Tell us about TCV.
TCV was founded in 1995 as a $100M venture fund and today has raised over $15 billion across 10 funds, focusing exclusively on technology companies. We recently began investing out of TCV X, a $3 billion fund. TCV looks to partner with companies that have potential for a sustained category leadership position and are looking to succeed at an even greater scale. This typically means that a company has been growing for several years — with a history of customer trust and engagement and a business model that is reflective of the value they provide. We are flexible on transaction type with experience in public and private markets and are comfortable in minority or majority positions. Over the past 24 years, we’ve had more than 60 IPOs in our portfolio and have worked with some of the largest franchises in technology including ExactTarget, Facebook, Netflix, GoDaddy and Spotify.
At this point, I’ve talked with many investors in the space which helps me appreciate how the various funds are different. For TCV, I think it’s the depth of industry knowledge and a growth mindset. We have close to 100 team members now and our investment team focuses every day on technology and goes deep in verticals and sub-verticals. When we identify a compelling technology trend, we take the time to thoroughly understand the underlying drivers, business model, and competitive environment. Having a developed perspective means we can have much more meaningful conversations about a company’s business and growth opportunities and are positioned to be a better thought partner for the executive teams as they drive towards expansion and category leadership. We’re not afraid to make bold bets especially when we have conviction on category leadership and to do whatever it takes to help companies reshape industries.
Can you talk about TCV’s view on hotel tech and its SiteMinder investment?
Travel and Hospitality has been a core focus of TCV for well over a decade. In addition to SiteMinder, the active portfolio companies we are working with include Airbnb, TripAdvisor, Sojern, Tour Radar, and Klook. Previously we were investors in Expedia, HomeAway, Orbitz, and Travelport, among others.
For SiteMinder, TCV led the Series B round and we have continued to stay active with the company as the lead director since then. Two of my partners David Yuan (General Partner) and Erik Blachford (Venture Partner) continue to serve on the Board of Directors.
SiteMinder has an incredible history, where is the company today?
SiteMinder is a hotel guest acquisition platform that connects hotels to future guests, so hoteliers can go back to doing what they love. It’s trusted by more than 30,000 hotels of all sizes, across 160 countries and has helped generate more than 87 million reservations worth over US$28 billion in revenue for hotels each year.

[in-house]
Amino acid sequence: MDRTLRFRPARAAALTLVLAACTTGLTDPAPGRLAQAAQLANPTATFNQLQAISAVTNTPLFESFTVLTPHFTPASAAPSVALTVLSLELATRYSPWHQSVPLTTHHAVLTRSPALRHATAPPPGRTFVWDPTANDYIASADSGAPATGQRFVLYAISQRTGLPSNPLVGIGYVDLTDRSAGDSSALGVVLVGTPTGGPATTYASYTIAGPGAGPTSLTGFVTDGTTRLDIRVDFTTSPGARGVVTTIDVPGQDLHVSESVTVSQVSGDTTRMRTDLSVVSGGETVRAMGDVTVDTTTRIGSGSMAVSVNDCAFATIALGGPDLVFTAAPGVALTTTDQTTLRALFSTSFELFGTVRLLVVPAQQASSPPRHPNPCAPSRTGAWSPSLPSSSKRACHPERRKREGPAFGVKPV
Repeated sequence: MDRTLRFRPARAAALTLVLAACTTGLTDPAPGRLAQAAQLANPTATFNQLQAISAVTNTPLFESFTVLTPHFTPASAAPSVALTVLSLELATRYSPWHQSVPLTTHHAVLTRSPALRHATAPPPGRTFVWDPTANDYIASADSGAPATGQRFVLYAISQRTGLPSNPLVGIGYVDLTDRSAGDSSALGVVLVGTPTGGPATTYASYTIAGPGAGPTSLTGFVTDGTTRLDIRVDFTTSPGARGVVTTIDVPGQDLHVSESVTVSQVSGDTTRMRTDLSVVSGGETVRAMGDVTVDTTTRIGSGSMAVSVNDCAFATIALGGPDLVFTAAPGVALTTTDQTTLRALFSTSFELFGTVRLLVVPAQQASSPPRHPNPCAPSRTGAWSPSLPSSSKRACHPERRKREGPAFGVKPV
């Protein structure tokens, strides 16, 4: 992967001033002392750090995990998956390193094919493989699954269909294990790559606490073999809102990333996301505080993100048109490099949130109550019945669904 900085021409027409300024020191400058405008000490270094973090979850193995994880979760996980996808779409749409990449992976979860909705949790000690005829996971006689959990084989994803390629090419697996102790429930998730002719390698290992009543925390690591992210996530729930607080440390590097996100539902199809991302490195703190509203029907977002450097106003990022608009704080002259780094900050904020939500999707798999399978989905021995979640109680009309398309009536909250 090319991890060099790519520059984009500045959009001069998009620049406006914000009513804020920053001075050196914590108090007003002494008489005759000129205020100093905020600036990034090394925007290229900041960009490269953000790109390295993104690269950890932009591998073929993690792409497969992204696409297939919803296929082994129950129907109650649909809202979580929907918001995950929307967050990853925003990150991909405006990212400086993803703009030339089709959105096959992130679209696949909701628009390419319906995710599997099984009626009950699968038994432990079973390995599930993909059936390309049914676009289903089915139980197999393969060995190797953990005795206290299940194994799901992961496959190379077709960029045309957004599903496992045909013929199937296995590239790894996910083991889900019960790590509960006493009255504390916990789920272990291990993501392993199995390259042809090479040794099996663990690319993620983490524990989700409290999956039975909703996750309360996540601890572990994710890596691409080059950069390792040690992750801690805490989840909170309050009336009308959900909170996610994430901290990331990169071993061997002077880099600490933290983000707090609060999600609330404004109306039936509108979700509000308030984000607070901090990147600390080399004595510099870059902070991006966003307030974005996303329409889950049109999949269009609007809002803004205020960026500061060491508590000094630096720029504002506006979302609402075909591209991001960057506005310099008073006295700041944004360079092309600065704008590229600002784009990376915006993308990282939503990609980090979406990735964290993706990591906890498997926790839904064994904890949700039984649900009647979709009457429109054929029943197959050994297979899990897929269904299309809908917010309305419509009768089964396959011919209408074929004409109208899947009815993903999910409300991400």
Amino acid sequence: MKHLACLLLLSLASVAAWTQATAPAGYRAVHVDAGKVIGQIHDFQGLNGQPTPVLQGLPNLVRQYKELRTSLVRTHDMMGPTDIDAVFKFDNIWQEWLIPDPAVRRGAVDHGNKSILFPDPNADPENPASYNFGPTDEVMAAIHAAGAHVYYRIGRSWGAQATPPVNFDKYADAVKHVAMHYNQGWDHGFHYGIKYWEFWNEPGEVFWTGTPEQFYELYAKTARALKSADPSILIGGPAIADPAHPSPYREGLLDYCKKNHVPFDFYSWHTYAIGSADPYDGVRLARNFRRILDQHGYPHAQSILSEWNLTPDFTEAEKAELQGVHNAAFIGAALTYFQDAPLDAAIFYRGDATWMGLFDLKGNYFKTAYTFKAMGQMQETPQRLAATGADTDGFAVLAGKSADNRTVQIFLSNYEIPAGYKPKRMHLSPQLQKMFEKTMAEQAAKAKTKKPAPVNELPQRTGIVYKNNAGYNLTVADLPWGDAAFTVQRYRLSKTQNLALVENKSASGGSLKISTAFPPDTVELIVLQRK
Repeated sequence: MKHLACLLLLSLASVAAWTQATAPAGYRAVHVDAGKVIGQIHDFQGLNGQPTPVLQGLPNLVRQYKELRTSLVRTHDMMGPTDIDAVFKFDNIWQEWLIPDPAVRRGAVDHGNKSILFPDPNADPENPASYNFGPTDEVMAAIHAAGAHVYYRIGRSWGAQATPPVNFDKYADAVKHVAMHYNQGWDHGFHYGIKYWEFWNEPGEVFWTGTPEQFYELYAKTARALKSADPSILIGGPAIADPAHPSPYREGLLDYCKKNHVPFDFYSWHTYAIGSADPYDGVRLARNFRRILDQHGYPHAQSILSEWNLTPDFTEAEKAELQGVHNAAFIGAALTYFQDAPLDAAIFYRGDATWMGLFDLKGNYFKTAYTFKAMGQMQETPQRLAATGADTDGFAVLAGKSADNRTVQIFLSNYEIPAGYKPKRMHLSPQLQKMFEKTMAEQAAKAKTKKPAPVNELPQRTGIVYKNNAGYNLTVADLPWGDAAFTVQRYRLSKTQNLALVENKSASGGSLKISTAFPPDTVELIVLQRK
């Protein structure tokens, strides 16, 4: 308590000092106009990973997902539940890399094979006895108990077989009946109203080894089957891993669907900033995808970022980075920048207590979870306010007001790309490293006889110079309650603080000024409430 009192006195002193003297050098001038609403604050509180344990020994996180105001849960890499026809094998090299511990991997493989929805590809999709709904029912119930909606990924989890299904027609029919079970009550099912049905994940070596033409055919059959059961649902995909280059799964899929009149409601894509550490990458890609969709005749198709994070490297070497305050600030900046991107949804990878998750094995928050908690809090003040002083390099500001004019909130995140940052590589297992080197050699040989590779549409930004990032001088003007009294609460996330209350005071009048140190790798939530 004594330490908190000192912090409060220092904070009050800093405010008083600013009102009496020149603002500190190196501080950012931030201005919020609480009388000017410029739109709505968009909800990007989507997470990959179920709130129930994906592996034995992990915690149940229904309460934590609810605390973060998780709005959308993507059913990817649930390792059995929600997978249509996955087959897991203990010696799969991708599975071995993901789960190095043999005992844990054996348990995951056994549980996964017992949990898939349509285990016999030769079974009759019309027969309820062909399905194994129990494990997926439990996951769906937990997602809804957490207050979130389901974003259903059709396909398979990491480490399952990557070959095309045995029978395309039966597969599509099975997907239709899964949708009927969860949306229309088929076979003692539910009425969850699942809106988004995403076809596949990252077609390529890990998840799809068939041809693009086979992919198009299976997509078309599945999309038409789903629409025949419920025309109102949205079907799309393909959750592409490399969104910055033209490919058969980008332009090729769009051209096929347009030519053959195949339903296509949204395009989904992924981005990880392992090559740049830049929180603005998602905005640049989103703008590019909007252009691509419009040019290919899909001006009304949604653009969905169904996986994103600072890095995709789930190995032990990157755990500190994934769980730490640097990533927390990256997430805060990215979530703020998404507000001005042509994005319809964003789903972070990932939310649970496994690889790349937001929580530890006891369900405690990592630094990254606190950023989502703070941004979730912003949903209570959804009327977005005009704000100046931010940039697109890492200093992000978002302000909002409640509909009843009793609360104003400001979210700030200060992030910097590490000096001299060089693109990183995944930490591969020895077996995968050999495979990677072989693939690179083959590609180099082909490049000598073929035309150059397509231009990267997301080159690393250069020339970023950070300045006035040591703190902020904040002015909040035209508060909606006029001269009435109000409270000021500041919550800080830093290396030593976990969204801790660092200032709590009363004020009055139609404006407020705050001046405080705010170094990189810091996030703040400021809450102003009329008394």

SiteMinder is based in Australia, how did you come across the investment?
It was a team effort. Back in 2011 to 2013 we spent a bunch of time mapping out the ecosystem for online travel and hospitality attending industry shows like HITEC and Phocuswright. Ultimately, we identified the channel management sector as promising albeit a lesser known segment in the category. Our view at the time was that online travel was increasingly complicated and in flux with new players vying for hotel distribution. Independent hotels were harder to aggregate but would also allow these same middlemen an ability to offer differentiated supply that was higher margin. Channel management became interesting because it aggregated and provided connectivity to this supply. We thought this was a hard problem particularly to do in a cost-effective way but when executed it could be highly strategic given the long-tail nature of both hotel supply and PMS. From there we focused on the best product and category leader which led us to SiteMinder. One of my colleagues got us an introduction to Mike Ford through an employee. We then got on the 14-hour flight over to Sydney and created a deal.
What’s one piece of advice you have for hotel tech entrepreneurs when raising capital?
Test the investors. Anyone can look at metrics, but make sure you push them on the nuances of your positioning and make sure they understand the depth of your industry and strategic implications of the various alternatives. Mike did this to us in a big way when we pursued SiteMinder and it always stuck with me.
One pitfall I’ve seen is entrepreneurs who get ahead of themselves with regards to the amount of capital raised or valuation and focus on those items vs. choosing the right partner. This can have implications down the road. I would say to raise what you need and what strategically makes sense given your market and opportunity. And focus as much time and energy as you can on the partner. In addition to the strategic perspective which is table stakes, I tend to think entrepreneurs should focus on investors with candor (to drive constructive feedback delivered in the right way) and humility (it’s all about the team and this also makes it more fun).
How do you think the hotel technology space will change over the next 5-years?